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Angela Davis: women, race and class in the post-Trump era

Angela Davis: women, race and class in the post-Trump era by Southbank Centre: Think Aloud

In March 2017 we were very lucky to welcome writer, scholar, philosopher, and activist, Angela Davis to the Southbank Centre as part of WOW - Women of the World. Known internationally for her ongoing work to combat all forms of oppression in the USA and beyond, Davis is a living witness to the historical struggles of the contemporary era.

Davis’ appearance here at the Southbank Centre came just two months after she was made honorary co-chair, and appeared as a featured speaker, at the Women’s March on Washington, which followed Donald Trump’s inauguration as President.

In this podcast, she talks to Southbank Centre’s Artistic Director, and founder of WOW, Jude Kelly, about women, race and class in the post-Trump era.

 

It’s true that in many ways structurally racism is more powerful than ever before, but if we don’t acknowledge that conditions have changed, what we’re saying is that the work that we do makes no difference at all. The conceptual tools young people have today for thinking on how we move in the direction of freedom are based on the decades and decades of struggle, and so yes, we have made progress.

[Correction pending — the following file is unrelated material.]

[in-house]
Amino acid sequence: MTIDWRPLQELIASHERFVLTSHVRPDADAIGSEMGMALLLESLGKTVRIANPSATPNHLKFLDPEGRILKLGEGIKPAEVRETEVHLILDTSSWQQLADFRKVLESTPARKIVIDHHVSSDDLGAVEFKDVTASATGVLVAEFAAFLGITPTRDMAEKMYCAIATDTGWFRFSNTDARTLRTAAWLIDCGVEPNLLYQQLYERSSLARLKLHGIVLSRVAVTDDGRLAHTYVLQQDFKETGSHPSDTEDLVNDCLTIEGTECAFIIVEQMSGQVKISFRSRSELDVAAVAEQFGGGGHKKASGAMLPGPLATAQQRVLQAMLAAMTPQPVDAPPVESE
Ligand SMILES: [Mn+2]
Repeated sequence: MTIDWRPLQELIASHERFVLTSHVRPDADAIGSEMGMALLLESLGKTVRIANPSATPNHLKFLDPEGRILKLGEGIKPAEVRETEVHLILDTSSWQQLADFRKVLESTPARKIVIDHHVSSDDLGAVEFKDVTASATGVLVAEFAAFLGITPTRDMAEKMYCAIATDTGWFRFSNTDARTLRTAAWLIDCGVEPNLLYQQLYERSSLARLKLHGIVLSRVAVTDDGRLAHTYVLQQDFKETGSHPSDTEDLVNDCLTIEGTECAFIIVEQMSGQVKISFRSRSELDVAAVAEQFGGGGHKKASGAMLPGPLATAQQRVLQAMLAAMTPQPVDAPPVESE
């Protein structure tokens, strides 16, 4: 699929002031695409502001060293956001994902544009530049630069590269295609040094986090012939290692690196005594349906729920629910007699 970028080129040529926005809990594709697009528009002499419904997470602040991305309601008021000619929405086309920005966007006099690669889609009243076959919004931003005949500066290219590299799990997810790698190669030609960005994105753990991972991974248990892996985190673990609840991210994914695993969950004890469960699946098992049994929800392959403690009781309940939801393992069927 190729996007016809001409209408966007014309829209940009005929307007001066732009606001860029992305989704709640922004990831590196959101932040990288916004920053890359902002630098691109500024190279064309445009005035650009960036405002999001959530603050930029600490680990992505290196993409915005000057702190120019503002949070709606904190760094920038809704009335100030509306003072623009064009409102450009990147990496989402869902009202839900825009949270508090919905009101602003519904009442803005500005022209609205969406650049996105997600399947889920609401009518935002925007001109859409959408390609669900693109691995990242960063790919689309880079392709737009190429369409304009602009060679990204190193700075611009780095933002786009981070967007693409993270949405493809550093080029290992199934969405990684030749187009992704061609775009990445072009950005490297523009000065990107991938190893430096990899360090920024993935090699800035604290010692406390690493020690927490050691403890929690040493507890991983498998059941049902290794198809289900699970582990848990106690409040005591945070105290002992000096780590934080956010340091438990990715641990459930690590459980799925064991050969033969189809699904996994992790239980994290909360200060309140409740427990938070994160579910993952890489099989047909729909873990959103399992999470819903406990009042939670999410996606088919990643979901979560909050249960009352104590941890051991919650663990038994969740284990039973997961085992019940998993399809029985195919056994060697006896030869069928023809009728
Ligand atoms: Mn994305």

Angela Davis

The show must go on(line)

Sadly, for everyone’s safety, our venues are currently closed. But you can still get your Southbank Centre fix online. We will continue to share inspiring and thought-provoking arts stories through our website and social channels.

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As a charity, we rely on ticket sales for a huge chunk of our income. But now they’ve stopped. And it's a huge worry to us, and the people we work with. We all need the escape of art and culture; it can inspire and unite us. So please – if you can afford to – consider a donation to the Southbank Centre today, to help us be there for you in the future.